While he may have heard of the Oath Keepers prior to reading the article, McCamley told jurors he did not “know much about them.” McCamley worked his way up to special agent status within the intelligence operations division in 2015, having started as a uniformed officer,

At the Jericho rally, McCamley snapped a photo of Rhodes with what he described as a “small” group of Oath Keepers, the antigovernment group Rhodes founded in 2009. Prosecutors displayed the photo to the jury, which the agent said he sent to his intelligence team that day as part of their efforts to prevent clashes between various demonstrators in the city.

On cross-examination, Rhodes’ attorney James Bright tried to establish that the Capitol Police special agent did not see Rhodes and his associates do anything illegal while he was surveilling them in plain clothes on Dec. 12.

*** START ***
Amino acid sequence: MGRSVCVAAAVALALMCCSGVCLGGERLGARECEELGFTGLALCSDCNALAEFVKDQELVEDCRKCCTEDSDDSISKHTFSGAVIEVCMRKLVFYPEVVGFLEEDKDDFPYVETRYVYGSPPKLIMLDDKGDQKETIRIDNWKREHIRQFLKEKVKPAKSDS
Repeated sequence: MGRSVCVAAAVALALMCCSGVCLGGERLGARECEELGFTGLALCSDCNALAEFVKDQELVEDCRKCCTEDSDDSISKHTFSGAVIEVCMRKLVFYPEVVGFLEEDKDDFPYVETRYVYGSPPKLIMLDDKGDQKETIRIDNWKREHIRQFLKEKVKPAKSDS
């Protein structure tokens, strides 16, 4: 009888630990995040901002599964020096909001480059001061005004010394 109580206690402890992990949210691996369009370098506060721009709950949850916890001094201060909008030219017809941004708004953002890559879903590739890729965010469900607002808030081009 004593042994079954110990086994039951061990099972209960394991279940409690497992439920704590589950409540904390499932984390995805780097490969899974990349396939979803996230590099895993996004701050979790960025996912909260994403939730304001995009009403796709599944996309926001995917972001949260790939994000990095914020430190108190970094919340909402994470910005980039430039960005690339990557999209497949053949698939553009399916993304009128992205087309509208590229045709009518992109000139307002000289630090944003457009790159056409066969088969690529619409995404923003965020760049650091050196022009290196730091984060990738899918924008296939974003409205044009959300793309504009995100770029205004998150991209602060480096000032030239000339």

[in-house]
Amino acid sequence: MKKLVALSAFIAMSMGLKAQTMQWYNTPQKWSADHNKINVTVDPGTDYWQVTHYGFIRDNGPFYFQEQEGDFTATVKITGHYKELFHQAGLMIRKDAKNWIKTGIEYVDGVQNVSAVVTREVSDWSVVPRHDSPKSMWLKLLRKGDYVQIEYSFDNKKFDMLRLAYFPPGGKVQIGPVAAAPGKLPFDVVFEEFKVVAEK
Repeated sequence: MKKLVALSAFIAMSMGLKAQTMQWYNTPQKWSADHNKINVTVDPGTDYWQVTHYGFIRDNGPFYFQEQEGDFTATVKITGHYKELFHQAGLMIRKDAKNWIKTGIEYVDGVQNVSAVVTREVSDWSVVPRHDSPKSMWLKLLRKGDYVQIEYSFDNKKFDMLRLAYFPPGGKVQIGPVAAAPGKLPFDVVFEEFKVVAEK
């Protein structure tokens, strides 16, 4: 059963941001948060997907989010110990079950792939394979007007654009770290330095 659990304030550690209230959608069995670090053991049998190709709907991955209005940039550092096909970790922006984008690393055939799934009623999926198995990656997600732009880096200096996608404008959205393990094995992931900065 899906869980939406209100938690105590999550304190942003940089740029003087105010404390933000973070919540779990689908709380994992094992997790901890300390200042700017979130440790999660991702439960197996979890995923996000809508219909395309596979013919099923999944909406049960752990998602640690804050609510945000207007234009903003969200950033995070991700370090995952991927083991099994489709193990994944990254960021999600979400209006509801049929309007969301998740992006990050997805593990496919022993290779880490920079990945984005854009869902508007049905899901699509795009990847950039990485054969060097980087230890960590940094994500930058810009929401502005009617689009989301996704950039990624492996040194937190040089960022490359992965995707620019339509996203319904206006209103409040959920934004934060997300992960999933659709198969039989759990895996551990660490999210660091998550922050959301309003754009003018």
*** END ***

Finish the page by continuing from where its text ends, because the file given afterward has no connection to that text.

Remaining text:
Bright asked what drew his attention to the rally, aside from his covert duties. McCamley explained that he saw a cameraman trying to take a photo and, when the “media gets stirred up about something, we kind of want to see what’s going on, too.”

The defense attorney probed further, asking two more times if there was anything else that drew his attention. But the agent did not budge and repeatedly said no.

And when the defense questioned if he saw any illegal behaviors or illegal confrontations, the agent conceded that he did not and that he would describe the Jericho rally as “peaceful.”

Rhodes is a veteran but his eye patch is said to have been a self-inflicted injury from 1993, after his military service, when he dropped a loaded gun and shot himself in the face.

Jurors also heard testimony Friday from FBI Agent Byron Cody, who testified about messages Rhodes sent to fellow Oath Keepers on the eve of the Jericho rally, including several discussing Rhodes’ desire for then-President Donald Trump to invoke the Insurrection Act.

Rhodes said in the letter that the Insurrection Act was the “only option” Trump had to stop Joe Biden from claiming what Rhodes erroneously insisted was an illegitimate victory.